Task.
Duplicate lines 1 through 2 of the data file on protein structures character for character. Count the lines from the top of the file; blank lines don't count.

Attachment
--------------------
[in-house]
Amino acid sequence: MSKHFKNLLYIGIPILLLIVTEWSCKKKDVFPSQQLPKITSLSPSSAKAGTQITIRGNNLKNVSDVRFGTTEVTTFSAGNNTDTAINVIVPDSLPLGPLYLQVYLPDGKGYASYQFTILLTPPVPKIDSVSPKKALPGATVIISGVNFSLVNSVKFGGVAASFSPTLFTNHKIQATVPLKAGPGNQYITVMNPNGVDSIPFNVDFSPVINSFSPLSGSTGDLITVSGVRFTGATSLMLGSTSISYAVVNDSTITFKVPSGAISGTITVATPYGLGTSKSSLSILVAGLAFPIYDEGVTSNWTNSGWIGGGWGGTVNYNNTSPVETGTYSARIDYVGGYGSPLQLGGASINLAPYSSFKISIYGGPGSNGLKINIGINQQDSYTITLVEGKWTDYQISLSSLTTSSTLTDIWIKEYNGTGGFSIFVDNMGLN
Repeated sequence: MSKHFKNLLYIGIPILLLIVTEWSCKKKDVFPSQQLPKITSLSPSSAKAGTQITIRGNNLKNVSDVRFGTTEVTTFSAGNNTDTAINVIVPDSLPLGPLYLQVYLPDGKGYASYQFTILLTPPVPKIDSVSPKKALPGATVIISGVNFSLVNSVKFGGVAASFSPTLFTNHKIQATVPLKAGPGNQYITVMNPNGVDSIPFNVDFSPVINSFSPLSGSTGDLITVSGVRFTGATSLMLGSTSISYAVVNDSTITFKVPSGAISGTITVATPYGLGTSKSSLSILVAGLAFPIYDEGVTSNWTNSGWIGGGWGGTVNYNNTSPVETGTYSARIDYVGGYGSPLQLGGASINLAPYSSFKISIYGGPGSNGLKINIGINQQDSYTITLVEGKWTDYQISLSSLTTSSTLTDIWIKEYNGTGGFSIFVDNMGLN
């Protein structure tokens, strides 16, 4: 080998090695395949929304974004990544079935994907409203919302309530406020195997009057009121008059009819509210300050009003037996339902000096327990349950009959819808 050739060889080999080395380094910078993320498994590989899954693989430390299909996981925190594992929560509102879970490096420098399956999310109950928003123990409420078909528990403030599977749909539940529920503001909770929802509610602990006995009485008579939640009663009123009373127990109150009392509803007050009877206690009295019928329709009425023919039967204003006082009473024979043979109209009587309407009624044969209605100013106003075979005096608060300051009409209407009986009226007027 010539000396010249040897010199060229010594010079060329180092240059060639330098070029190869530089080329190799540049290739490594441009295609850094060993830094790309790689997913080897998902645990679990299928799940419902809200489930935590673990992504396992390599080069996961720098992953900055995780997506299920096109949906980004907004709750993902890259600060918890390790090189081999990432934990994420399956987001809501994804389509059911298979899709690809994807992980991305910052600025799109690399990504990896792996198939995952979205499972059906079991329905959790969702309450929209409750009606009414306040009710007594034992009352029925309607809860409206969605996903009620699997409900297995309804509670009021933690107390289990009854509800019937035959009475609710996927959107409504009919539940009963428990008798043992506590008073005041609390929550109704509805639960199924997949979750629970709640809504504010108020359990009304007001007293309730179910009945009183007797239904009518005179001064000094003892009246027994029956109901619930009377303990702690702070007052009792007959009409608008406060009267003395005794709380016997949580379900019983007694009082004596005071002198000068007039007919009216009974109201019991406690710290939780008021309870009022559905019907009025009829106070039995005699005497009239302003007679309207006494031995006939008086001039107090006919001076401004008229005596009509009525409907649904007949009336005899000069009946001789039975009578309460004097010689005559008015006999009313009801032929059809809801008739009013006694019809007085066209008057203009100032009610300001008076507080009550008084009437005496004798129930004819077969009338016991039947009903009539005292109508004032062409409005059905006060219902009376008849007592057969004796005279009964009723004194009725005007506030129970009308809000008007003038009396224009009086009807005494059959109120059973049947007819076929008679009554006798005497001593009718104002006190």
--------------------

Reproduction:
[in-house]
Amino acid sequence: MSKHFKNLLYIGIPILLLIVTEWSCKKKDVFPSQQLPKITSLSPSSAKAGTQITIRGNNLKNVSDVRFGTTEVTTFSAGNNTDTAINVIVPDSLPLGPLYLQVYLPDGKGYASYQFTILLTPPVPKIDSVSPKKALPGATVIISGVNFSLVNSVKFGGVAASFSPTLFTNHKIQATVPLKAGPGNQYITVMNPNGVDSIPFNVDFSPVINSFSPLSGSTGDLITVSGVRFTGATSLMLGSTSISYAVVNDSTITFKVPSGAISGTITVATPYGLGTSKSSLSILVAGLAFPIYDEGVTSNWTNSGWIGGGWGGTVNYNNTSPVETGTYSARIDYVGGYGSPLQLGGASINLAPYSSFKISIYGGPGSNGLKINIGINQQDSYTITLVEGKWTDYQISLSSLTTSSTLTDIWIKEYNGTGGFSIFVDNMGLN